Reluctant Home Buyers? Maybe They're Just Confused

Some prospects are playing the wait-and-see game with interest rates and home prices. Here’s why they should be more motivated to make a move.

October 1, 2007

It’s a buyer’s market, so why are so many buyers not buying?

After all, the government has been working to make homes more affordable. There's an array of recent actions in buyers' favor, from Congress working to expand Federal Housing Administration insurance, to raising the loan buyback limits for Fannie Mae and Freddie Mac. Meanwhile, the Federal Reserve has lowered short-term target borrowing rates, which impacts consumer interest rates on mortgage loans, among other things.

While mortgage applications have risen modestly on lower mortgage interest rates, many buyers continue to bench themselves, waiting for rates and housing prices to dip lower. With all the housing market hubbub in the papers and on TV, they might be struggling to sort out the facts.

What can you do to turn them back onto housing? First off, you need a solid understanding at what’s holding them back.

Market Fears

Here are some of the reasons buyers have been reluctant:

  • Bad press. Headlines in the media bombard buyers with news about a housing slump, skyrocketing foreclosure rates, and falling home prices in some markets — not exactly the type of headlines that give buyers reassurance.
  • Better deals if they wait? Some buyers believe prices will drop farther if they just hold out a little longer in purchasing a home. In an article from MarketWatch, “ Fed's Bernanke Predicts Further Mortgage Turmoil,” Bernanke feeds that notion by saying "more delinquencies and foreclosures can be expected in the subprime, adjustable-rate mortgage market as borrowers face interest-rate resets." Buyers translate this as "Wait to buy! As more homes come on the market, you could get a better deal!"
  • Shaken confidence. In a recent speech about the economy, President Bush cited "some unsettling times" in the U.S. housing and credit markets and sought to assure jittery Americans that the economy is holding up well, despite worries about a recession. Nevertheless, some Americans are unsure whether the housing slump and higher mortgage costs could lead to a recession, as well as the extent the subprime mortgage crisis will have on housing in the coming months.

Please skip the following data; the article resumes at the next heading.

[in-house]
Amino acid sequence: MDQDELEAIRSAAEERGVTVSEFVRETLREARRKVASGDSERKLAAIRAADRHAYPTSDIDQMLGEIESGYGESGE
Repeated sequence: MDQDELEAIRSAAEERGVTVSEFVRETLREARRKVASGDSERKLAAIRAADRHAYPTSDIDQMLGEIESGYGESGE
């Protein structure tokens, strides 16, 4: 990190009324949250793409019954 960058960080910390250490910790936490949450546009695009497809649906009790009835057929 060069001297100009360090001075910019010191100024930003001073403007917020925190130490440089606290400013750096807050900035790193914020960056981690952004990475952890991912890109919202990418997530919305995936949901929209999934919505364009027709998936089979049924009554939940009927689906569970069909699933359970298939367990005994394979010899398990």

• Banking on lower interest rates. While the Fed’s recent rate cut by a half-percentage point may have provided a psychological boost to the markets, many analysts and builders think it will take more cuts — and more time — before the housing market recovers, analysts say. Buyer takes this as: “Maybe we should wait for more interest rate cuts then.”

What Buyers Need to Know from You

Waiting on the sidelines is a gamble. It could mean that buyers miss out on nabbing the best deals at a time when inventory is supple. Here are five things you can tell your buyers:

  1. Interest rates may not come down at the right time for you.
  2. Interest rates are at near-historical lows right now. The only thing that will make them go lower is a recession.
  3. Interest rates may not get low enough for you to buy the home you want. If you want to buy, you should buy in a range where you can get with a fixed-rate loan, unless you know you are going to sell within two to five years. If you get an adjustable rate loan, pay extra on the principal with the savings you achieve on the interest rate. That's about $25 for every 1/8 of a point between the adjustable rate and the fixed rate you could have gotten.
  4. There's no guarantee that the home you want will be available at the same time as the lowest interest rate available to you.
  5. Interest rates could sink to all-time lows, making you a genius. But then again, the home you want will undoubtedly cost more.

Once they have a more complete picture of the housing market and mortgage scene, buyers can make an informed decision on whether or not it's worth the risk of sitting on the sidelines. If they are serious about wanting a home, then now is clearly a smart time to jump into the game.

(c) Copyright 2007 Realty Times. Reprinted with permission.

Blanche Evans is a writer/editor and CEO of evansEmedia. Formerly, she was a senior editor with Realty Times, where she was named by REALTOR® Magazine as one of the most influential people in the real estate industry.